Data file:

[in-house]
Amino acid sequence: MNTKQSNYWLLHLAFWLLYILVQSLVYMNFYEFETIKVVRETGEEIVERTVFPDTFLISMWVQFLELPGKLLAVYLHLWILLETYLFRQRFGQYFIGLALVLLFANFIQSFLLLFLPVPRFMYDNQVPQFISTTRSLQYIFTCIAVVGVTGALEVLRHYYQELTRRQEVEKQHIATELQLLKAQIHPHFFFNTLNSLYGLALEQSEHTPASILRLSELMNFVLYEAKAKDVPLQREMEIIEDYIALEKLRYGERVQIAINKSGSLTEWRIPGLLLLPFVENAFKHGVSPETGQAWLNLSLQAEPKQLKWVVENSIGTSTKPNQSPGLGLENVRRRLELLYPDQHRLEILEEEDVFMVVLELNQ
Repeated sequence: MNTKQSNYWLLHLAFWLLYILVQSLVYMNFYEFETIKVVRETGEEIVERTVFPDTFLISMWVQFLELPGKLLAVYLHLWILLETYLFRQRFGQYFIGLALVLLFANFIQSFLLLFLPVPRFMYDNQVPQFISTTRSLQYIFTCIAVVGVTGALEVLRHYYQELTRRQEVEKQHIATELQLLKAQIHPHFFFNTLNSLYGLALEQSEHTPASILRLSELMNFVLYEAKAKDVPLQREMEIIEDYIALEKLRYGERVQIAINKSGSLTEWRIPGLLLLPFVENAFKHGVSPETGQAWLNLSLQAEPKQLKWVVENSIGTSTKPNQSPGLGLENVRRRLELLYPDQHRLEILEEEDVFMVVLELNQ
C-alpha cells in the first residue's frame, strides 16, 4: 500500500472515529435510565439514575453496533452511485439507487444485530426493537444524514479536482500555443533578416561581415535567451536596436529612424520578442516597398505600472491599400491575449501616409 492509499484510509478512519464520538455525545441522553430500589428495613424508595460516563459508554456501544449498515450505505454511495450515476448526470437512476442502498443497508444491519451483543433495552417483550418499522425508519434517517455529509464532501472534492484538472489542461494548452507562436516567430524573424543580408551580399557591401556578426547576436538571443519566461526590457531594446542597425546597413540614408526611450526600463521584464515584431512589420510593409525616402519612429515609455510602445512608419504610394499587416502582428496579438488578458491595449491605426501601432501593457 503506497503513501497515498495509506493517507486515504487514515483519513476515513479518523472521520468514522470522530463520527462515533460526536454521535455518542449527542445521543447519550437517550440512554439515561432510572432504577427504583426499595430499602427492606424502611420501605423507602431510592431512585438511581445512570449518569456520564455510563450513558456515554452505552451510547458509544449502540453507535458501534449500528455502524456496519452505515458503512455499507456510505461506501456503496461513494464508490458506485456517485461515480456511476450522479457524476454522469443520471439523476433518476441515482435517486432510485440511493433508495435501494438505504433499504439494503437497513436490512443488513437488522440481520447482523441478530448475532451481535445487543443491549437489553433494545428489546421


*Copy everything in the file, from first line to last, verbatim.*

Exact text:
[in-house]
Amino acid sequence: MNTKQSNYWLLHLAFWLLYILVQSLVYMNFYEFETIKVVRETGEEIVERTVFPDTFLISMWVQFLELPGKLLAVYLHLWILLETYLFRQRFGQYFIGLALVLLFANFIQSFLLLFLPVPRFMYDNQVPQFISTTRSLQYIFTCIAVVGVTGALEVLRHYYQELTRRQEVEKQHIATELQLLKAQIHPHFFFNTLNSLYGLALEQSEHTPASILRLSELMNFVLYEAKAKDVPLQREMEIIEDYIALEKLRYGERVQIAINKSGSLTEWRIPGLLLLPFVENAFKHGVSPETGQAWLNLSLQAEPKQLKWVVENSIGTSTKPNQSPGLGLENVRRRLELLYPDQHRLEILEEEDVFMVVLELNQ
Repeated sequence: MNTKQSNYWLLHLAFWLLYILVQSLVYMNFYEFETIKVVRETGEEIVERTVFPDTFLISMWVQFLELPGKLLAVYLHLWILLETYLFRQRFGQYFIGLALVLLFANFIQSFLLLFLPVPRFMYDNQVPQFISTTRSLQYIFTCIAVVGVTGALEVLRHYYQELTRRQEVEKQHIATELQLLKAQIHPHFFFNTLNSLYGLALEQSEHTPASILRLSELMNFVLYEAKAKDVPLQREMEIIEDYIALEKLRYGERVQIAINKSGSLTEWRIPGLLLLPFVENAFKHGVSPETGQAWLNLSLQAEPKQLKWVVENSIGTSTKPNQSPGLGLENVRRRLELLYPDQHRLEILEEEDVFMVVLELNQ
C-alpha cells in the first residue's frame, strides 16, 4: 500500500472515529435510565439514575453496533452511485439507487444485530426493537444524514479536482500555443533578416561581415535567451536596436529612424520578442516597398505600472491599400491575449501616409 492509499484510509478512519464520538455525545441522553430500589428495613424508595460516563459508554456501544449498515450505505454511495450515476448526470437512476442502498443497508444491519451483543433495552417483550418499522425508519434517517455529509464532501472534492484538472489542461494548452507562436516567430524573424543580408551580399557591401556578426547576436538571443519566461526590457531594446542597425546597413540614408526611450526600463521584464515584431512589420510593409525616402519612429515609455510602445512608419504610394499587416502582428496579438488578458491595449491605426501601432501593457 503506497503513501497515498495509506493517507486515504487514515483519513476515513479518523472521520468514522470522530463520527462515533460526536454521535455518542449527542445521543447519550437517550440512554439515561432510572432504577427504583426499595430499602427492606424502611420501605423507602431510592431512585438511581445512570449518569456520564455510563450513558456515554452505552451510547458509544449502540453507535458501534449500528455502524456496519452505515458503512455499507456510505461506501456503496461513494464508490458506485456517485461515480456511476450522479457524476454522469443520471439523476433518476441515482435517486432510485440511493433508495435501494438505504433499504439494503437497513436490512443488513437488522440481520447482523441478530448475532451481535445487543443491549437489553433494545428489546421